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Uncapped Commissions: Benefits and Drawbacks

Uncapped Commissions: Benefits and Drawbacks

Uncapped Commissions: Benefits and Drawbacks

Uncapped commissions are every representative’s dream. They open the door to unlimited earnings on deals closed and are a key motivator to salespeople. This propels them to boost their performance and close high-value deals that increase their chances of getting higher percentages. In this blog, I’ll walk you through everything you need to know about uncapped commissions along with the difference between capped and uncapped commissions. I’ll also cover the benefits and a few reasons why you should not mention them in your job descriptions.

It’s every salesperson’s dream to earn as much ever they can on really sizable deals. However, that can’t always be the case.

Compensations with caps usually restrict how much a representative can earn. This isn’t preferred by the representatives as they want to push their earnings more, as they close more high-value deals.

In this blog, I’ll highlight what an uncapped commission is and its benefits. I’ll also cover six major reasons for avoiding it in your job descriptions.

What is an Uncapped Commission?

Uncapped commissions are a structure where there is no limit on the amount of commission a salesperson can earn.

This type of commission structure is a popular incentive for salespeople. It provides the opportunity for unlimited earning potential based on their sales performance.

Here’s a quick comparison between uncapped and capped commissions:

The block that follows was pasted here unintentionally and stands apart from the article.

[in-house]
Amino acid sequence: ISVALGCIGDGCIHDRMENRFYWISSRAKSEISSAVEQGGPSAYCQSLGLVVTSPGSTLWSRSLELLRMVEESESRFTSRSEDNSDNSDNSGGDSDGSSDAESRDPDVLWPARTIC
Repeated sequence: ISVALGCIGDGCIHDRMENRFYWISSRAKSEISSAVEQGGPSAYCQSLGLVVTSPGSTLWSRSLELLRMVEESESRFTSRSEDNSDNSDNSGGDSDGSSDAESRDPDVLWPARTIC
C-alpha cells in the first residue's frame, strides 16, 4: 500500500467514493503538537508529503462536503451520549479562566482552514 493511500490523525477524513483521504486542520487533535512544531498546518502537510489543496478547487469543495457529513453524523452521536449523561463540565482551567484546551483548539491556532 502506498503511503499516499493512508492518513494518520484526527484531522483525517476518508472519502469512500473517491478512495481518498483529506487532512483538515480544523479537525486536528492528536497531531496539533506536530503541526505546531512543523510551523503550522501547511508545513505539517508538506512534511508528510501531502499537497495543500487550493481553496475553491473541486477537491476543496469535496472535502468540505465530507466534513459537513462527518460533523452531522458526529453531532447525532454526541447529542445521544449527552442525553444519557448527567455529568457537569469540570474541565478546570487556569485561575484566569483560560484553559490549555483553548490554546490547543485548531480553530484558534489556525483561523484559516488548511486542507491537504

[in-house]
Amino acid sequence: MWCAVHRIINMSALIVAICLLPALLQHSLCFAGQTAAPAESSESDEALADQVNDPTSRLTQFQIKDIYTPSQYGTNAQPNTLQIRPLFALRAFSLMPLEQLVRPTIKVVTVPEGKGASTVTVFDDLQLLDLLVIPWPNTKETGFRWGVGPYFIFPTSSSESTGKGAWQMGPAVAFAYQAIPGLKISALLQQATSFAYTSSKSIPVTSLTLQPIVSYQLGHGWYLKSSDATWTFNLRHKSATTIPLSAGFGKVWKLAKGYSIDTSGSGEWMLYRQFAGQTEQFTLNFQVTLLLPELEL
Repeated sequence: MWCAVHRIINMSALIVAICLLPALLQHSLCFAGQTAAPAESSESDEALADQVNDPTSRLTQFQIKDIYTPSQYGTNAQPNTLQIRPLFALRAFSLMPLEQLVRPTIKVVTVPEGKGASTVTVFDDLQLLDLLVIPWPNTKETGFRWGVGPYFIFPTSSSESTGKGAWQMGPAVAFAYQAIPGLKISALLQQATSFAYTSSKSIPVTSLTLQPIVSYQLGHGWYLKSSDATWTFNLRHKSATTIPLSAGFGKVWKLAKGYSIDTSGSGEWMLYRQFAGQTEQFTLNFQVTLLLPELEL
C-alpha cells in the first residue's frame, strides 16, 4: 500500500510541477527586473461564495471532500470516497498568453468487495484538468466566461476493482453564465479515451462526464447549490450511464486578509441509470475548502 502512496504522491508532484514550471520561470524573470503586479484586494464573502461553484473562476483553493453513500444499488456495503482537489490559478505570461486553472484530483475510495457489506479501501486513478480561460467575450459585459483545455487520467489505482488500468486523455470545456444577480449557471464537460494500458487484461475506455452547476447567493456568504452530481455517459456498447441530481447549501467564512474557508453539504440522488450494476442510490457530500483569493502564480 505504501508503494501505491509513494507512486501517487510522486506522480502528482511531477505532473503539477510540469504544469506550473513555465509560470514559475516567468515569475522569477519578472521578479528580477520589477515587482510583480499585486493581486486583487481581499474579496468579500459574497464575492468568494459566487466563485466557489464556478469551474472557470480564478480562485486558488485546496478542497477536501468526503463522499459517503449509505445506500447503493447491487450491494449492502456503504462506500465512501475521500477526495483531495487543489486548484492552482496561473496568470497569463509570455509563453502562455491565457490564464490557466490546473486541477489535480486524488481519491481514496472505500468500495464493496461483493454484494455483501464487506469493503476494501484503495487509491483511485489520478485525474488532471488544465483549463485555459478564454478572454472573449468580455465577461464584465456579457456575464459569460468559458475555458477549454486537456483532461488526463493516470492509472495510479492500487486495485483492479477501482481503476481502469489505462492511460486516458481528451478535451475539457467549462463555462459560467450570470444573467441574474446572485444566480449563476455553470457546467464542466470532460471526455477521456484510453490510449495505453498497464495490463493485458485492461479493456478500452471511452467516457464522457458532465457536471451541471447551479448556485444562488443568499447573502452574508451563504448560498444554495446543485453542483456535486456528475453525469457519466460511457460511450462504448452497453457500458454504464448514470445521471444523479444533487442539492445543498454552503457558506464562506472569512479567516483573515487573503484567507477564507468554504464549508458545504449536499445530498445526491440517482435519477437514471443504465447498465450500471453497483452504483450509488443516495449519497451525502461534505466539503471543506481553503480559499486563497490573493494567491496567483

When designing a sales compensation plan that includes uncapped commission, it's important to anticipate all potential outcomes.

Since there's no limit on the variable portion of compensation, it's crucial to have a clear understanding of each salesperson's maximum potential earnings.

This requires going beyond the standard on-target earnings (OTE) calculation and estimating the highest amount each employee could earn.

Once you have this information, you can create a compensation plan that fits your company's needs.

If you want to incentivize your sales team further, you might consider including accelerators in your plan. Conversely, including decelerators could help ensure that underperformers still receive a minimum level of compensation.

How to Calculate Uncapped Commission?

Let’s understand using this example:

A salesperson has a base salary of $500,000 per year. They earn a commission of 10% of the sale price for every sale they make.

Now, if there’s no cap or limit to the amount of commission they can earn, their total earnings would be $500,000 (base salary) + $50,000 (10% commission) = $550,000.